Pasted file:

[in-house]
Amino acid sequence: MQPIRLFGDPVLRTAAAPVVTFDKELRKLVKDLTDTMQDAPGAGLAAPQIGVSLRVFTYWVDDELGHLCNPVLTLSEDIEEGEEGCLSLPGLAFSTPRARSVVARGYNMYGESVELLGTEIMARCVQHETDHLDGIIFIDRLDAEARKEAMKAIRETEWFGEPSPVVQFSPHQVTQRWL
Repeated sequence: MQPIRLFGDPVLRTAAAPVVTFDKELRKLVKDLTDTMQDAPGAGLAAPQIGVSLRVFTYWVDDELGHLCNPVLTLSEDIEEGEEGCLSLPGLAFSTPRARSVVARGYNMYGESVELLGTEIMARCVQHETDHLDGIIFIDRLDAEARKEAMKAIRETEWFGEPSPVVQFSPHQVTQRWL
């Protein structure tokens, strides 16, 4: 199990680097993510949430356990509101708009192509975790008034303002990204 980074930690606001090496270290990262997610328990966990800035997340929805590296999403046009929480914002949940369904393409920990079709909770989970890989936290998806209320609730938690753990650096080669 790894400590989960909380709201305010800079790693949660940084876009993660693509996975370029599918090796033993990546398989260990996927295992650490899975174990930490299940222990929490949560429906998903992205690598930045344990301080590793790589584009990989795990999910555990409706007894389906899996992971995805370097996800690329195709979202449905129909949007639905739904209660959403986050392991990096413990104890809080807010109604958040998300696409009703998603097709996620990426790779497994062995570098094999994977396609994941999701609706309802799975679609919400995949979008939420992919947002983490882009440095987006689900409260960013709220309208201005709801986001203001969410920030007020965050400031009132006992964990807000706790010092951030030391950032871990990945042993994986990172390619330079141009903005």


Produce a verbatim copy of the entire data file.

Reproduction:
[in-house]
Amino acid sequence: MQPIRLFGDPVLRTAAAPVVTFDKELRKLVKDLTDTMQDAPGAGLAAPQIGVSLRVFTYWVDDELGHLCNPVLTLSEDIEEGEEGCLSLPGLAFSTPRARSVVARGYNMYGESVELLGTEIMARCVQHETDHLDGIIFIDRLDAEARKEAMKAIRETEWFGEPSPVVQFSPHQVTQRWL
Repeated sequence: MQPIRLFGDPVLRTAAAPVVTFDKELRKLVKDLTDTMQDAPGAGLAAPQIGVSLRVFTYWVDDELGHLCNPVLTLSEDIEEGEEGCLSLPGLAFSTPRARSVVARGYNMYGESVELLGTEIMARCVQHETDHLDGIIFIDRLDAEARKEAMKAIRETEWFGEPSPVVQFSPHQVTQRWL
């Protein structure tokens, strides 16, 4: 199990680097993510949430356990509101708009192509975790008034303002990204 980074930690606001090496270290990262997610328990966990800035997340929805590296999403046009929480914002949940369904393409920990079709909770989970890989936290998806209320609730938690753990650096080669 790894400590989960909380709201305010800079790693949660940084876009993660693509996975370029599918090796033993990546398989260990996927295992650490899975174990930490299940222990929490949560429906998903992205690598930045344990301080590793790589584009990989795990999910555990409706007894389906899996992971995805370097996800690329195709979202449905129909949007639905739904209660959403986050392991990096413990104890809080807010109604958040998300696409009703998603097709996620990426790779497994062995570098094999994977396609994941999701609706309802799975679609919400995949979008939420992919947002983490882009440095987006689900409260960013709220309208201005709801986001203001969410920030007020965050400031009132006992964990807000706790010092951030030391950032871990990945042993994986990172390619330079141009903005």